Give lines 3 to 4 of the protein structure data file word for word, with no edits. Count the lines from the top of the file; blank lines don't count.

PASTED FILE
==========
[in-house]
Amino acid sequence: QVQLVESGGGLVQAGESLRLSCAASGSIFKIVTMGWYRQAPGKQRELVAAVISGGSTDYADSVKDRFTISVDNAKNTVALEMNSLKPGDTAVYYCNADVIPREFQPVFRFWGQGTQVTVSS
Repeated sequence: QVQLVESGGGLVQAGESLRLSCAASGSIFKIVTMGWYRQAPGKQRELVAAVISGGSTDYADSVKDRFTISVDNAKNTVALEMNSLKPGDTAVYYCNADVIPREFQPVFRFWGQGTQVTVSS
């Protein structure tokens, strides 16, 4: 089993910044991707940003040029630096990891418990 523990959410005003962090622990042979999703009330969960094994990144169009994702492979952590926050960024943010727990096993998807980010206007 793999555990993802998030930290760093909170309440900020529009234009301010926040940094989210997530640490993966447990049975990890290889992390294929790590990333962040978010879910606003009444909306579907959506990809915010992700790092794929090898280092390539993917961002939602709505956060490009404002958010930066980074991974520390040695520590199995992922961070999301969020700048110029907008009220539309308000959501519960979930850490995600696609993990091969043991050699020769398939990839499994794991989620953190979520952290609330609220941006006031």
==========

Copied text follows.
Repeated sequence: QVQLVESGGGLVQAGESLRLSCAASGSIFKIVTMGWYRQAPGKQRELVAAVISGGSTDYADSVKDRFTISVDNAKNTVALEMNSLKPGDTAVYYCNADVIPREFQPVFRFWGQGTQVTVSS
């Protein structure tokens, strides 16, 4: 089993910044991707940003040029630096990891418990 523990959410005003962090622990042979999703009330969960094994990144169009994702492979952590926050960024943010727990096993998807980010206007 793999555990993802998030930290760093909170309440900020529009234009301010926040940094989210997530640490993966447990049975990890290889992390294929790590990333962040978010879910606003009444909306579907959506990809915010992700790092794929090898280092390539993917961002939602709505956060490009404002958010930066980074991974520390040695520590199995992922961070999301969020700048110029907008009220539309308000959501519960979930850490995600696609993990091969043991050699020769398939990839499994794991989620953190979520952290609330609220941006006031």